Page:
KUALA LUMPUR, Malaysia -- It was hot, humid and his putts were lipping out. Tiger Woods felt like he had been run over halfway through his first round in Malaysia since winning the 1999 World Cup on the same course.
Only one way to fix that: The 14-time major winner rolled in five birdies on the back nine on Thursday and finished with a 5-under 66 to trail first-round leader Troy Matteson by three shots.
Woods, in the last pairing with Australia's
Knowing it was going to take a total of something like 20 under to win the tournament on the 6,909-yard Mines Resort and Golf Club course, Woods decided the only way back into contention was to be aggressive.
"It's a different type of mindset," he said. "Going out there and shooting even par on that front nine, I just felt like I got run over."
He said midway through the round he wasn't bothered by the stifling humidity and 91 degree temperature, or narrowly missing two birdie attempts before the two putts for par lipped out.
"What is frustrating is turning at even par and I'm eight back," he said.
"Three- or four-under par was my number on the back nine -- if I could shoot that, I'm still right in the ballgame. I happened to get one more, which was a bonus."
Woods knew he could have shot a score that would have put him higher than tied for seventh -- he even missed a birdie putt from about 10 feet on the 18th -- but he was happy with how he hit his driver and was generally pleased with his game.
"I really started hitting the ball quite well at the end of the front nine. I happened to miss two short putts ... but also the two putts I hit were good putts at 8 and 9." he said. "Realistically it could have been seven or eight [under]. But even at the turn, and to still post five [under], it was a nice little comeback.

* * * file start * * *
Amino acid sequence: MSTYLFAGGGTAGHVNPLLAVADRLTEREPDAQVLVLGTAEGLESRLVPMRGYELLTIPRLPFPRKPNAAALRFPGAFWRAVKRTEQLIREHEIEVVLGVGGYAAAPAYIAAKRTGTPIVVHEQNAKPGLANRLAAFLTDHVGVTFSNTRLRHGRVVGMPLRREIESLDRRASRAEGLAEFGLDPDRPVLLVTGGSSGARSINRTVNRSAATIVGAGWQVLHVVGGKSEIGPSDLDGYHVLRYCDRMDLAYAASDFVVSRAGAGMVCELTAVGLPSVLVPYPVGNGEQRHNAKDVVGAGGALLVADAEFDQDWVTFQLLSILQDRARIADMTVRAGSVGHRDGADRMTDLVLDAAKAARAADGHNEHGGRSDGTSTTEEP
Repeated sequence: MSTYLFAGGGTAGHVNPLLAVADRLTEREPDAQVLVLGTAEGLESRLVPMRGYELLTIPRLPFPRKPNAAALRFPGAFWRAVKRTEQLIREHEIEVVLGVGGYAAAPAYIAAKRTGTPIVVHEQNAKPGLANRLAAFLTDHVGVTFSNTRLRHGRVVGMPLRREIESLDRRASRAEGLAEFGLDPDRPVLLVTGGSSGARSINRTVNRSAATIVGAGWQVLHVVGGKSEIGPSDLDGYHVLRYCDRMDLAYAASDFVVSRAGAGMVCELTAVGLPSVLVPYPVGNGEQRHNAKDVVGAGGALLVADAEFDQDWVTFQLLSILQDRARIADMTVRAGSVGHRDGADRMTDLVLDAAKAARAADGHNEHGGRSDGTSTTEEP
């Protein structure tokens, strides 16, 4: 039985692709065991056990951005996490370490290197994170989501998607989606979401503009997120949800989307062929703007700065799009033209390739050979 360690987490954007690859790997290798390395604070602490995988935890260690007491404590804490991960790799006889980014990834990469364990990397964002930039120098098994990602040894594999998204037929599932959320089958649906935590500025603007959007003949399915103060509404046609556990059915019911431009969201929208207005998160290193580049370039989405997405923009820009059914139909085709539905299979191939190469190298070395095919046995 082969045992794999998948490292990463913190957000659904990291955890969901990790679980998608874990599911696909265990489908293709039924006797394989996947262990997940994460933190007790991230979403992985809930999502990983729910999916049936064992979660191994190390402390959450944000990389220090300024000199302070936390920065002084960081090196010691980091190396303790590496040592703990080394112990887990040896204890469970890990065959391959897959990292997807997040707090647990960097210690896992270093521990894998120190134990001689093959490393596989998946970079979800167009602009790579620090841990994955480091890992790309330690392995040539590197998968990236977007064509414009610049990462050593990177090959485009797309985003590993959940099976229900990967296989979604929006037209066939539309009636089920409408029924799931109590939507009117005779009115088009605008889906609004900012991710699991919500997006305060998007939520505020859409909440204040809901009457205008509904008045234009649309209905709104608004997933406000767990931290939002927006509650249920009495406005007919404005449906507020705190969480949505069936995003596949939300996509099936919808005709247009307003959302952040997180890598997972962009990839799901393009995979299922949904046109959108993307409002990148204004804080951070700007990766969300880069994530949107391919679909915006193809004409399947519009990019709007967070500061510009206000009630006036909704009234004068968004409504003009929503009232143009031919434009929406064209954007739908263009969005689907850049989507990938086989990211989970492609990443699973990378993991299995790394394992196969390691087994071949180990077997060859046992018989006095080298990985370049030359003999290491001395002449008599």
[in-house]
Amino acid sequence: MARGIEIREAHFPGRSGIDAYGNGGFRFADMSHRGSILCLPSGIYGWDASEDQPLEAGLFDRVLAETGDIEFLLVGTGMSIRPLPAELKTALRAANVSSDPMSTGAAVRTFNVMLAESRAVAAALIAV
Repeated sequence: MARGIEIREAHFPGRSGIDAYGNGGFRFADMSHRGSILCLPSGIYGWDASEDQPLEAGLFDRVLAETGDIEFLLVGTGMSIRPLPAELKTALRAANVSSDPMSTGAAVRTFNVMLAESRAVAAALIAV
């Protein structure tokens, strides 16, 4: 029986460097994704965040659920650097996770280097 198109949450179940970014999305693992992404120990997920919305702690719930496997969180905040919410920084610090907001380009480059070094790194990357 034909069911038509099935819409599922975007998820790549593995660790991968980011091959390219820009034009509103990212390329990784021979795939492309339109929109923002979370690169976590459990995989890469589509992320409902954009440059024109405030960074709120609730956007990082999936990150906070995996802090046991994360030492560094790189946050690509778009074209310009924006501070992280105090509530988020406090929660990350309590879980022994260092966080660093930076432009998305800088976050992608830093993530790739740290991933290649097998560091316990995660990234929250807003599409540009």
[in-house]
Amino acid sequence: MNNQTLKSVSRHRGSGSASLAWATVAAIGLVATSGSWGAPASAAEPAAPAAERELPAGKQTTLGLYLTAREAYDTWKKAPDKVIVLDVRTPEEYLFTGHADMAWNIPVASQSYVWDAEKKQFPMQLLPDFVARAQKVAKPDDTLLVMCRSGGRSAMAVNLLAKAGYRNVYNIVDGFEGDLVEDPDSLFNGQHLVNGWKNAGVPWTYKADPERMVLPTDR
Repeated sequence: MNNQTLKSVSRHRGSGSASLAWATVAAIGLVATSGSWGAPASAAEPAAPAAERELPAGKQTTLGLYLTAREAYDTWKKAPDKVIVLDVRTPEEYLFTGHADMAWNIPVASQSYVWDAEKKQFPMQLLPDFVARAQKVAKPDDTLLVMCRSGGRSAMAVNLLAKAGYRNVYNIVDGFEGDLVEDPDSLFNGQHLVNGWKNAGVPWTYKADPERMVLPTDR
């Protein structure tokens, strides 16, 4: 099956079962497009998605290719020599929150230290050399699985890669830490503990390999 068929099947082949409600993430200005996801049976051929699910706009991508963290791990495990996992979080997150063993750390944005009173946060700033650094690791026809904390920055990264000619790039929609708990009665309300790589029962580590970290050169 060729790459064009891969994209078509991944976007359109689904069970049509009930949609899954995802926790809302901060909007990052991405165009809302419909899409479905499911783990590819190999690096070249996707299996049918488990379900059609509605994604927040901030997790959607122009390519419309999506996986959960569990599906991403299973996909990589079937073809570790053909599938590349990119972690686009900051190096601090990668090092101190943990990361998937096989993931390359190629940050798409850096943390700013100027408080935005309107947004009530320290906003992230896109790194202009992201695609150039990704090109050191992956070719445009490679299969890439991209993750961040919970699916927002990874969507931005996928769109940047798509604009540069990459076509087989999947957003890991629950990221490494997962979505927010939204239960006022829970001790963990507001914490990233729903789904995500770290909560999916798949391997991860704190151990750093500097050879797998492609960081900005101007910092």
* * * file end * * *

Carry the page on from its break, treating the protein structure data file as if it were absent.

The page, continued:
"It's going to take 20-plus this week to win the tournament, so I've got to be aggressive and we've got to go get it."
A thunderstorm started dumping rain on the course less than an hour after play ended and, with the forecast for more rain on Friday, organizers decided to move tee times ahead by 40 minutes in the second round.
Americans held five of the top six spots, with Tom Gillis behind the leading four after a 65. He was tied at 6 under with India's
"These are the only few weeks where we get to play with these [PGA Tour] guys," Bhullar said. "It really motivates us, and I think it is very important for Asian Tour players that somebody should go up and make it interesting. You never know, it could be an Asian Tour player's week."
Matteson had missed the cut in his past two PGA Tour starts and had failed to break par in any of his past four competitive rounds. But he posted his lowest score since a 61 at the John Deere Classic in July, when he finished second after a playoff in his best result of the season.
He had birdies on Nos. 2, 3, 6 and 11 and finished with four straight, closing his round by holing his third shot from the greenside bunker on the par-4 18th.
"The pin is really tricky on 18. I knew I'd be doing good if I could leave myself seven or eight feet for par, and it bounced and slam-dunked in the hole," Matteson said. "That's the first time all year the ball has managed to hit the pin and stay in the hole."
Overton, who last year set the tournament record low round with a 62 and finished runner-up here, had a bogey-free 64 that included an eagle on the drivable 292-yard 15th, the shortest par 4 on the course.
"All of a sudden I made about a 20-footer for eagle, basically drove the green, and when that went in it was really exciting," he said. "It was just an all-around fun day."
The co-sanctioned $6.1 million CIMB Classic doesn't count as an official U.S. PGA tournament this year, but will be added to the schedule in 2013.
Defending champion Bo Van Pelt, with a 70, was coming off a win last week at the Perth International in Australia. Jason Dufner, who was second to Van Pelt last week, was 3 under and in a share of 16th with 2010 CIMB champion Ben Crane.